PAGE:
Do the rights protected by the Constitution constrain United States government actions outside our borders, especially those directed at noncitizens? The longstanding debate over this question has heated up again in recent years. It is one of the issues raised by the litigation over Donald Trump’s travel ban executive order. It is also a key element of Hernandez v. Mesa, a case recently addressed by the Supreme Court that raises the question of whether the Fourth Amendment applies to a case where U.S. Border Patrol agents fatally shot a 15-year-old Mexican boy just across the border.1
Nathan Chapman’s important new article on the application of the Due Process Clause of the Fifth Amendment abroad, is a timely and important contribution to this debate. It compiles extensive evidence indicating that the Clause was originally understood to constrain U.S. government actions outside our territory, regardless of whether the targets are American citizens or not. If so, it may be that other constitutional rights also apply in such situations.
Some scholars have argued that the Due Process Clause applies to U.S. government actions all over the world because the text is phrased in general terms, without territorial limitation. But Chapman is the first to systematically compile originalist evidence defending this position. He considers a variety of federal government law enforcement efforts beyond U.S. borders from the 1790s to the 1820s.
Most of these involved enforcement of federal laws authorized by Congress’s Article I power to “define and punish Piracies and Felonies committed on the high Seas.” They included efforts to suppress piracy and the slave trade, and catch violators of U.S. tariff and embargo policies. Some of these cases also came under Congress’ authority to “define and punish” violations of “the Law of Nations,” though Chapman’s analysis does not indicate any major distinctions in the way the two types of legislation were treated under the Due Process Clause.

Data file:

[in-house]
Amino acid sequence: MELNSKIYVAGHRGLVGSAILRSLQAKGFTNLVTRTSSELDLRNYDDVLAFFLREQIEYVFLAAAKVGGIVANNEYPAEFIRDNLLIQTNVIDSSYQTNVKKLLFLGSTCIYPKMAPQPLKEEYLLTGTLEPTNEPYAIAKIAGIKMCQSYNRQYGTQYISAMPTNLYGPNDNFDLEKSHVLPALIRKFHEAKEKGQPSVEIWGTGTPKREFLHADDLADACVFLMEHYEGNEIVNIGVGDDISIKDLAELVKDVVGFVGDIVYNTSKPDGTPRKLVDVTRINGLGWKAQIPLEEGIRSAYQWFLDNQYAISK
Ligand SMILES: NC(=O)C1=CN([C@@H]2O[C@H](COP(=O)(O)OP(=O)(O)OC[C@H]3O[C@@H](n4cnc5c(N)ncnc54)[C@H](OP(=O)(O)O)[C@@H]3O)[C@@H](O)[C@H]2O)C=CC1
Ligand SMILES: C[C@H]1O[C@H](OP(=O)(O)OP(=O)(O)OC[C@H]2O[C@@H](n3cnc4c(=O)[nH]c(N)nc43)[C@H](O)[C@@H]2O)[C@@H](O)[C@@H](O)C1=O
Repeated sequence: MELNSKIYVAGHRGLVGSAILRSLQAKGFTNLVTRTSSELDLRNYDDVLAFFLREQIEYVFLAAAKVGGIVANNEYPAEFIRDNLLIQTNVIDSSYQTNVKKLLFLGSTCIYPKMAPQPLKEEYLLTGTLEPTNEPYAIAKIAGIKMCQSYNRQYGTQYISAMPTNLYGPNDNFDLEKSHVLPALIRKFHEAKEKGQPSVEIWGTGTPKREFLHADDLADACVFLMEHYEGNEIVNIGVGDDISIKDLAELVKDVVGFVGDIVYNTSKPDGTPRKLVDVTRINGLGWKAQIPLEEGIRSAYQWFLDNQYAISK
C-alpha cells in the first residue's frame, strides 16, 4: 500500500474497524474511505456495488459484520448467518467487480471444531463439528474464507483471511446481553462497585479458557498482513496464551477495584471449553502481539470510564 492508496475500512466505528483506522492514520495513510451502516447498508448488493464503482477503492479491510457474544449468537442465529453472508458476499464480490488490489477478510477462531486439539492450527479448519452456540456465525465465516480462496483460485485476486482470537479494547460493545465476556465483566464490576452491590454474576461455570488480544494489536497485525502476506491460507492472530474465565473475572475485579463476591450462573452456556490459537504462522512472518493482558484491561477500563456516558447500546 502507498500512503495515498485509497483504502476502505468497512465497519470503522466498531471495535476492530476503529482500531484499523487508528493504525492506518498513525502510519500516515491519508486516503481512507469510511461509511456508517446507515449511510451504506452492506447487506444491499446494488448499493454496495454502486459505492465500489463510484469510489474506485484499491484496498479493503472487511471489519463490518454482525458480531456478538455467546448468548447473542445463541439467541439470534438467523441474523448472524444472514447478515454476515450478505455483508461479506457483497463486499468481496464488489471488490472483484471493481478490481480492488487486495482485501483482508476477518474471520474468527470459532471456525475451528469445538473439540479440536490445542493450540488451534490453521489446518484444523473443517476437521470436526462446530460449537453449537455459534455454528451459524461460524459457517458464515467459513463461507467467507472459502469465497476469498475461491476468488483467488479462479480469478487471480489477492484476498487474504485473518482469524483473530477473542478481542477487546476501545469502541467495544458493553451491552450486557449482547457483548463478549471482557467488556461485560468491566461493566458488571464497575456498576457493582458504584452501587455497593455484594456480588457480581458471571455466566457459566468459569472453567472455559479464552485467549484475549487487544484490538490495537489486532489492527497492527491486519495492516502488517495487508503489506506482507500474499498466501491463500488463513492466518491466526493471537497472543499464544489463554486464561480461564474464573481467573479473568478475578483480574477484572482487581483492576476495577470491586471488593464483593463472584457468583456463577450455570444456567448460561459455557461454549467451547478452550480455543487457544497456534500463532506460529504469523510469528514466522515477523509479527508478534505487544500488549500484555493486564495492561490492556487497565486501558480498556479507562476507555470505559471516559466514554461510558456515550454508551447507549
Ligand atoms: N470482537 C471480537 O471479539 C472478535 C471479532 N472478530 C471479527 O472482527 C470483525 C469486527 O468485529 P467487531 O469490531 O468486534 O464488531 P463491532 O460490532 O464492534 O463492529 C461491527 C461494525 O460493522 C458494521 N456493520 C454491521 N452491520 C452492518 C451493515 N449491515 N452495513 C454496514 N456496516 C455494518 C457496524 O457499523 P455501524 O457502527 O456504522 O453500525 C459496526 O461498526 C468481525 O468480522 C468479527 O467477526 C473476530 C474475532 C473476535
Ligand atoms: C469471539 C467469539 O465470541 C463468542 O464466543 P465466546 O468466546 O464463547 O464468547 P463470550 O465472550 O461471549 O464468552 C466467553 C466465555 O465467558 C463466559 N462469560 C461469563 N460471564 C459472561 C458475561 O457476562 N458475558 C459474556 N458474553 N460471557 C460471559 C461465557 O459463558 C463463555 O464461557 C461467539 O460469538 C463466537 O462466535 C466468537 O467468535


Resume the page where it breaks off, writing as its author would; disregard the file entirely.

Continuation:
Pirates may seem quaint or even romantic today. But in the eighteenth and early nineteenth centuries, they were a serious threat to American and European commerce. Suppressing them was a major objective of early American foreign policy. Yet, as Chapman shows, both Congress and the executive branch consistently concluded that pirates could not be detained and punished without being afforded due process of law, including a trial in a regularly constituted federal court. This was consistent with pre-revolutionary British practice, with the major exception of trials of suspected pirates who were American colonists. The latter were often tried in special vice-admiralty courts. Americans vehemently objected to this practice and sought to put an end to it.
The same was true of the procedures for detaining and trying suspected slave traders and smugglers. They too were afforded the protection of the Due Process Clause. Such prominent jurists and statesmen as Supreme Court Justice James Iredell, Albert Gallatin (a leading Jeffersonian voice on constitutional issues), and John Quincy Adams argued that this was required by the Constitution.
Importantly, these policies made no distinction between suspected pirates, smugglers, and slave traders who were foreign nationals and those who were American citizens. As President John Adams’ attorney general Charles Lee instructed in 1798, suspected pirates were to be tried in ordinary federal courts, “according to the law of the United States, without respect to the nation which each individual may belong, whether he be British, French, American, or of any other nation.” Similar principles applied to the seizure and condemnation of ships and property used by pirates and other criminals on the high seas.